The first time I really saw the face of poverty was in Guatemala, in March 2000. That was my first trip to a country described as “Third World.” That whole trip was filled with sensory overload, a constant bombardment of sights, sounds, smells, languages, colors and cultures.
It was also the first time that I truly saw someone who had nothing. Not the “nothing” that most Americans think of, but truly nothing. Even in a land that is extremely poor, many people have some family or community that provides at least some context or even commiseration in their lives.
This person was a woman asleep in the doorway of a shuttered shop in Santiago Atitlan, Guatemala. We passed her in the street as we returned to the Catholic mission after a day of house building. Dressed in rags, barefoot, emaciated and ignored by all around her, that image, forlorn and yet fleeting, pierced my soul.
The silent desperation called out for some recognition of dignity.
Her rags were the remnants of her traditional Mayan garb, which most of the Tzutujil (the Mayan “tribe” of the town) still wear. She obviously had a history of a better life and a society that supported her. Now it seems, they were unable to do any more to help her. I’ve often wondered what became of her and it is she that I think of whenever I’m called to reflect on the poor.
I felt an enormous culture shock. Strong while I was in Guatemala, but almost overwhelming when I returned to the U.S. “Welcome back to the real world!” people would say upon our return. Real world?!? We Americans live in a fantasy world. For most of us, the problems we face on a daily basis are petty and insignificant in comparison to the rest of the world. We overindulge and overuse almost everything around us and we have the gall to complain.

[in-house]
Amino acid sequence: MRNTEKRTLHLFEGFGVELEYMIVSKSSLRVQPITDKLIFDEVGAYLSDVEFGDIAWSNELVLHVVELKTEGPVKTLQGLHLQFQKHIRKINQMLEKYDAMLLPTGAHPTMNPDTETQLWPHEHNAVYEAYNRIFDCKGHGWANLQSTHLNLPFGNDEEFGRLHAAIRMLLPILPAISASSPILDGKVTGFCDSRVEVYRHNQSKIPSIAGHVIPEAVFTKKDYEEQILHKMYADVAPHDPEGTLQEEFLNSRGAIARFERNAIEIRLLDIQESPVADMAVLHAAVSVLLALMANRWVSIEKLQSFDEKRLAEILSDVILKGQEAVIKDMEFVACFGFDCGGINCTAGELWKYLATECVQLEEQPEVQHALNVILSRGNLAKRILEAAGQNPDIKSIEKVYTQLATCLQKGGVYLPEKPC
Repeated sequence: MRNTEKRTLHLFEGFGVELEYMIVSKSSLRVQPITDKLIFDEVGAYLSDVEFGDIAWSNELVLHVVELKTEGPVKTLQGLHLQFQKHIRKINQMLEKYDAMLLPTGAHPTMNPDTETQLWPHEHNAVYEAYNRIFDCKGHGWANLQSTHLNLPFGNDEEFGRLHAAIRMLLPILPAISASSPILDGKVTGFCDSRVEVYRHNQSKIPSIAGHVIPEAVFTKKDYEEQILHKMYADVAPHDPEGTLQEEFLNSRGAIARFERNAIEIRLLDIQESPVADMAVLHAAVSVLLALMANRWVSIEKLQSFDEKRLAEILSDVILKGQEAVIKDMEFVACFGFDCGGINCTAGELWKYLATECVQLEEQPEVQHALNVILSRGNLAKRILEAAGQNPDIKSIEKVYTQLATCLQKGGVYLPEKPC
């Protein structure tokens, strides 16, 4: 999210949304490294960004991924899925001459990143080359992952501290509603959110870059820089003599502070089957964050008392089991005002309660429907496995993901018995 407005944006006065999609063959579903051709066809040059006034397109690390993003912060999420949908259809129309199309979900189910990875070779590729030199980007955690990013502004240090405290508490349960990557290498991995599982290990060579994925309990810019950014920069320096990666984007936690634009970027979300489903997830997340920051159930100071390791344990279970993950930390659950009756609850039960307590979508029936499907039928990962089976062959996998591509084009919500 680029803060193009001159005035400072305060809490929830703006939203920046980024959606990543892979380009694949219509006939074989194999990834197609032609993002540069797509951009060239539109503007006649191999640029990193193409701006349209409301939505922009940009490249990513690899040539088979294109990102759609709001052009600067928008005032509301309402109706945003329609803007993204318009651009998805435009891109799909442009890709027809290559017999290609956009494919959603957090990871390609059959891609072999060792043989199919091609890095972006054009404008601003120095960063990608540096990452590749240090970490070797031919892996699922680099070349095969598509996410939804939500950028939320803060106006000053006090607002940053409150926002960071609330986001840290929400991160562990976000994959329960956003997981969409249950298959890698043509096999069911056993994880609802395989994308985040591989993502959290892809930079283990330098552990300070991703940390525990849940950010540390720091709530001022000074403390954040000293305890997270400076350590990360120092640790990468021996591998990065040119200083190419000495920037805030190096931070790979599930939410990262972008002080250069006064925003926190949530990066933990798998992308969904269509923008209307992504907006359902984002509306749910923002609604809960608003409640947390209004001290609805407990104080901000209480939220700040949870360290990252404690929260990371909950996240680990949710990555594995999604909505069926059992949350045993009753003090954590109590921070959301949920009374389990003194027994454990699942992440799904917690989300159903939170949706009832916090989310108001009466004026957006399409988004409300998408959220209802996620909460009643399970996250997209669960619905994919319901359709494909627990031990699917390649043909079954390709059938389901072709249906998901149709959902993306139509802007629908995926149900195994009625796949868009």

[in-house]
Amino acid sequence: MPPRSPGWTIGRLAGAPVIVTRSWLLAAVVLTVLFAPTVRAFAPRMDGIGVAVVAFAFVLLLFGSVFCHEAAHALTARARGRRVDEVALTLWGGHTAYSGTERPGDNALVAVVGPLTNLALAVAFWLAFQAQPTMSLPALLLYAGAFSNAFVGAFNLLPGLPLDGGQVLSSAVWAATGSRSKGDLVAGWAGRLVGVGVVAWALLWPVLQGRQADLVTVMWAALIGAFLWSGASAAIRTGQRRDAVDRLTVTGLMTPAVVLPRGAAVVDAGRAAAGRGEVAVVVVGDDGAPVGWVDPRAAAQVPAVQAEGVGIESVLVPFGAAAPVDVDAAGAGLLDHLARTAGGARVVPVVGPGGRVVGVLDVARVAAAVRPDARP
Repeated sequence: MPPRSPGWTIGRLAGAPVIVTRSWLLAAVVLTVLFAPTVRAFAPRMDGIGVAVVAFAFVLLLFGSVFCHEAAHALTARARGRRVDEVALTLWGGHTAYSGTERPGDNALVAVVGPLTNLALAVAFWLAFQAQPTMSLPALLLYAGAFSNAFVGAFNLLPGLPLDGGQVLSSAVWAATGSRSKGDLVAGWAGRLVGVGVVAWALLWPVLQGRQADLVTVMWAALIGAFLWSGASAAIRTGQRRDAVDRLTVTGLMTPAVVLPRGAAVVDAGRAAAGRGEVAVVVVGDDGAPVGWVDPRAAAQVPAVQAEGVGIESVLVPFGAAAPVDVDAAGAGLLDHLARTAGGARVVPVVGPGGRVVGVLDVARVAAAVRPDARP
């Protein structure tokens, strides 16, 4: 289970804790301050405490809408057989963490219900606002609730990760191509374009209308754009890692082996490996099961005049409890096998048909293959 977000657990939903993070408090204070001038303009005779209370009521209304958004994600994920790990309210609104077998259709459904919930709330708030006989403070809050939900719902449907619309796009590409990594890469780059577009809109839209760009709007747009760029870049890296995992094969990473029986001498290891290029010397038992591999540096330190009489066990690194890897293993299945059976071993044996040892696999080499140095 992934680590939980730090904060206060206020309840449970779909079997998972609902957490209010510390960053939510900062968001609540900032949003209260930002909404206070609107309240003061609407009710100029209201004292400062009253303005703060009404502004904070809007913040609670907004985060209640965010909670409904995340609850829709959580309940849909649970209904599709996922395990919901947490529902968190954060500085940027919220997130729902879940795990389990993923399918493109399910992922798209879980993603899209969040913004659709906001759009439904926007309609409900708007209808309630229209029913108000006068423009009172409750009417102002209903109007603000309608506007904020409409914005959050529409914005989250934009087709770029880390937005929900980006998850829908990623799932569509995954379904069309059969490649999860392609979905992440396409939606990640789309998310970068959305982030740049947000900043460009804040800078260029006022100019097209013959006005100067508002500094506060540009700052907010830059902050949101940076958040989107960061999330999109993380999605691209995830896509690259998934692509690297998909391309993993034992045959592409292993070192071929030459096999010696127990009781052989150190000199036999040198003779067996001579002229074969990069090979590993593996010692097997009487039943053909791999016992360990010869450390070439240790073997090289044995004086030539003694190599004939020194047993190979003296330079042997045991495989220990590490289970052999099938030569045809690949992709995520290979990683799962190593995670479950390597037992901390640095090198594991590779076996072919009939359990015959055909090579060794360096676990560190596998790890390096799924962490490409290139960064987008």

Although the culture shock abated little by little after each subsequent trip abroad, I can still conjure up the feelings that I felt back then. I try to hold on to them and try to keep a perspective of them whenever I’m tempted to complain about my life, the problems that I face, and the “hardships” that I try to avoid.
The images out of Haiti following the January 12, 2010 earthquake shock me. A nation that was already the “poorest of the poor” has been dealt a blow unlike any it has had to face in more than 200 years. The devastation and destruction are horrible. The death and injury is incomprehensible. The enormity of the task facing those trying to help seems impossible. (I wonder how this compares to the tsunami that hit SE Asia …)
It’s barely been 72 hours since the earthquake and I know that the worst is yet to come. There are at least 3 million people that need to be fed, housed and cared for. For many of them, their suffering has just begun and it will be very difficult if not impossible for them to receive the help they need.
Dire predictions of starvation, famine, disease, civil strife and crime seem only too likely to come true.
So, I’ve given money (not enough) and I pray. I try to set aside the petty problems I face and I think of a woman in Guatemala who for me is the face of poverty. Joined now by countless other faces in Haiti.
I wonder why this disaster has grabbed my heart. I think it’s the images from the news reports and people calling out, “I hear voices trapped in the rubble.”